Treating teachers, bus drivers, nurses, and state workers differently from police and firefighters/rescue–this amounts to legislative harassment against public employees. The Republican Party has been my party for half a century. Legislators have a duty to do the right thing and stop attacking the personal freedoms of public employees.”
– Harvey Slentz, Professor of Business Law and Employment Law, UFF Senator-Florida State College at Jacksonville,
“Without a union at Pasco-Hernando State College (PHSC), the faculty would have had no voice in policies and procedures implemented during COVID-19. Prior to unionization, our administration would make unilateral decisions without faculty input. Often times, these decisions, negatively impacted faculty and staff. Because of UFF-PHSC we were able to negotiate a Memorandum of Understanding that made the college’s COVID response significantly better for students, faculty, and staff. Without the union, I would not have the confidence in our college leadership to make the best decisions in relation to our faculty and the institution as a whole.”
- Gary Oesch, Professor of Psychology, UFF-Pasco Hernando State College vice-president
“The pandemic has made my work life twice as hard and much more stressful as I worry about the health and safety of my teaching colleagues, the staff who support our teaching mission, and above all, our students. My union has literally saved lives this year. We have represented teaching faculty who face health issues that would have put them at grave risk if they had been forced to teach “in person.” If we lose our union, we lose our voices as citizens in the state of Florida, and we lose our ability to ensure a safe and equitable working environment for all employees regardless of religion, race or creed.”
- Paul Ortíz, Professor of History, UFF-University of Florida president
“This pandemic challenged my professional (as a teacher, researcher & servant leader) and personal (as a dad, husband, son, and brother, etc.) not in the best way. Virtual teaching, accommodating students with various needs, including medical, virtual meetings, online communications, a virtual school for kids, many restricted and limited activities, including canceling physician appointments among many, ended up doing things I never imagined would be doing or part of my responsibilities. My wife and I had to play an elementary school teacher role for my kids, among many other assumed roles.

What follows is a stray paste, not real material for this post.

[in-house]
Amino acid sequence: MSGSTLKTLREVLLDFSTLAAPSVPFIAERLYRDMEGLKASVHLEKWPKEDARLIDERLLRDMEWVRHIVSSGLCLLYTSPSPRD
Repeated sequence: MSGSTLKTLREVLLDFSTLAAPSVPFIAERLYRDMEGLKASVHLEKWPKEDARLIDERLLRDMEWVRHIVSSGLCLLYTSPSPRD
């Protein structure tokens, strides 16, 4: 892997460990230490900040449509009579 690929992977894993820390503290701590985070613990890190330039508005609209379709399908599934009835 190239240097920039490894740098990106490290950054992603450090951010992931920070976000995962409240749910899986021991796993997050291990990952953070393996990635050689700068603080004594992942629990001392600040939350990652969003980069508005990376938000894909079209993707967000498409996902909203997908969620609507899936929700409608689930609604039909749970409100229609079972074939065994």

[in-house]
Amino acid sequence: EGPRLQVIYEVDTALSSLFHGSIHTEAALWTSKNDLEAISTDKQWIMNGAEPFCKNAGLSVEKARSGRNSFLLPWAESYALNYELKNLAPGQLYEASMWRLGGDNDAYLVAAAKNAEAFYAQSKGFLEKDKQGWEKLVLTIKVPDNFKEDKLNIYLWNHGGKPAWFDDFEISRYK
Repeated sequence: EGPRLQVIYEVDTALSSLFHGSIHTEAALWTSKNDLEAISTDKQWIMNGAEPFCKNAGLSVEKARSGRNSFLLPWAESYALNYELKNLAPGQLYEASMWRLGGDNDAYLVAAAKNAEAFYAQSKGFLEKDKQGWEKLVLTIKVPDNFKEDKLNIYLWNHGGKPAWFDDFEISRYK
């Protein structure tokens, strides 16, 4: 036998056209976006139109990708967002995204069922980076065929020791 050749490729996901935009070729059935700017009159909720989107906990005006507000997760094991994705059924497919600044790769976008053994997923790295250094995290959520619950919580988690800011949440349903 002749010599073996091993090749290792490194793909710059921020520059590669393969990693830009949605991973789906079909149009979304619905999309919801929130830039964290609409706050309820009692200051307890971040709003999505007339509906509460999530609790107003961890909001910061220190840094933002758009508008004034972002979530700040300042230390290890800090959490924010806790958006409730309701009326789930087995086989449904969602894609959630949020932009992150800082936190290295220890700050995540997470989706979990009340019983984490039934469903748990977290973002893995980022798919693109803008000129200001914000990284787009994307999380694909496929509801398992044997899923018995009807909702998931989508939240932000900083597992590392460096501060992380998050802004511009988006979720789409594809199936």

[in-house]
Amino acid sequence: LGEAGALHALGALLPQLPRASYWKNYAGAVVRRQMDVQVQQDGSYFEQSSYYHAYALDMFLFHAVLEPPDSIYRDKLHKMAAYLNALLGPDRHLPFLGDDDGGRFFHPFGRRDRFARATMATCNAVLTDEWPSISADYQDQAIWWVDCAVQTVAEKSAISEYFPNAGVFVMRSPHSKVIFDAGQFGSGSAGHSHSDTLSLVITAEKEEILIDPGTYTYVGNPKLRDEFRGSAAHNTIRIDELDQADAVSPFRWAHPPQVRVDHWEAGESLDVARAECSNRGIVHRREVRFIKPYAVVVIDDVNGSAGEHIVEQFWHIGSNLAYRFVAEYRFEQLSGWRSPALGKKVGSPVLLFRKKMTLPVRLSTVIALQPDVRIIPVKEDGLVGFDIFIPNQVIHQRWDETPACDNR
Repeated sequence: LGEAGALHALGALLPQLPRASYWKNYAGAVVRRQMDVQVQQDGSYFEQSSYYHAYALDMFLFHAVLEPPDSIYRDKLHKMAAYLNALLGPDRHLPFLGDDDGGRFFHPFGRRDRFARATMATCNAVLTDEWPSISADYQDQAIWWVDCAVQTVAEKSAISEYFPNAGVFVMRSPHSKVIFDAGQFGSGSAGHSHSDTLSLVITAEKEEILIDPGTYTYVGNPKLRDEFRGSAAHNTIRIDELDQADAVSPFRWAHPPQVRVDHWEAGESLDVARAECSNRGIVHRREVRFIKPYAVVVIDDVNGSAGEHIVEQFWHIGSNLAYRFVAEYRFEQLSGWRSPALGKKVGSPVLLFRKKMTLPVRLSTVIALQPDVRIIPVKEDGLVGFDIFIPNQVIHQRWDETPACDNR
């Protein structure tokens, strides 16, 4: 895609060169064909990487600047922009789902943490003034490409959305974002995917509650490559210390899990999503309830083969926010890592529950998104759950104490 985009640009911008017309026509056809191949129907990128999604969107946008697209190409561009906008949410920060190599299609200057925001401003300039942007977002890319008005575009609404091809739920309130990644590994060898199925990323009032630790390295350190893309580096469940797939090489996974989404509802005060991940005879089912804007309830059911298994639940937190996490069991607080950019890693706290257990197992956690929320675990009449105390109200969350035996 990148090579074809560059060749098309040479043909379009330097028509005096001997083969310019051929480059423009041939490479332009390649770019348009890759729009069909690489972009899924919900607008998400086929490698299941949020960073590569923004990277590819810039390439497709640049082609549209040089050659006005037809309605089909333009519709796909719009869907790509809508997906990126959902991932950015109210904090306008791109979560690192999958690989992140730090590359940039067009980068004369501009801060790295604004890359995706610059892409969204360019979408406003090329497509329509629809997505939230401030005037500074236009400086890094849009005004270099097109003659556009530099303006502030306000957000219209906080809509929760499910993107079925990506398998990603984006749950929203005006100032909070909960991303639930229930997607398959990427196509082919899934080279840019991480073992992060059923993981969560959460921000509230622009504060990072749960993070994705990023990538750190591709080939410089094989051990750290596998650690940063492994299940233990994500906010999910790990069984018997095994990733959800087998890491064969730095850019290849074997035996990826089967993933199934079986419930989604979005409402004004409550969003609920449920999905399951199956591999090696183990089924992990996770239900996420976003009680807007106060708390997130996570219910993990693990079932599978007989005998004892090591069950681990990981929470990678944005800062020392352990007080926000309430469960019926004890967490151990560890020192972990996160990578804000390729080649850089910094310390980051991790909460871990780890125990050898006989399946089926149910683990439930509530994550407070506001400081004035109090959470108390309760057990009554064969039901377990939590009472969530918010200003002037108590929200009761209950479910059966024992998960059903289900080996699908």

Without the union, faculty may have compelled to work in an unsafe environment or face termination, and faculty may have forced to work the same with the reduced pay, just like we have seen in some other sectors. Our students would have experienced lesser support, and accommodation, leading to fewer graduations. I’m thankful for the union and its leaders protecting, physical, mental, and economic well-being.”
– Jaffar Shahul-Hameed, Associate Professor (FGCU), UFF first vice president, email@example.com
“When the pandemic first hit, I had 5 days to transition four classes into a full online format; since then, I’ve had to turn my home into a classroom, master a half dozen new technologies/platforms, significantly expand my work hours, and become an ad hoc counselor for my students. Without my union’s efforts, I would not have had the support and protection needed to accomplish these tasks and keep my students learning during this pandemic. I would have been forced back into a classroom before vaccines were available for faculty and students, and my vulnerable colleagues, some of whom were over 65 or had family members undergoing chemotherapy, would have been forced to choose between their jobs and their lives or the lives of their loved ones. Without my union, I would not be in higher education.”
- Andrew Gothard, English Instructor, UFF-Florida Atlantic University second vice-president, firstname.lastname@example.org
“Adapting to remote and hybrid working conditions has been a challenge, particularly in a hands-on, lab/facilities reliant field. Breaking down time-tested pedagogies and rebuilding into a model that maintains academic integrity while keeping students and faculty safe has been complicated and time-consuming. Our union has served as an advocate for faculty and students, and it has been a compass leading the way toward best-practices and science-driven decisions. My university has done better than most with policy decisions during the pandemic, and I am grateful. Without our union, we would be without an advocate and without an important check on higher ed administrative decisions that often too heavily consider politics and revenue over issues of health and safety.”
– Kally Malcom-Bjorklund, Associate Professor of Art (Photography), UFF-University of North Florida president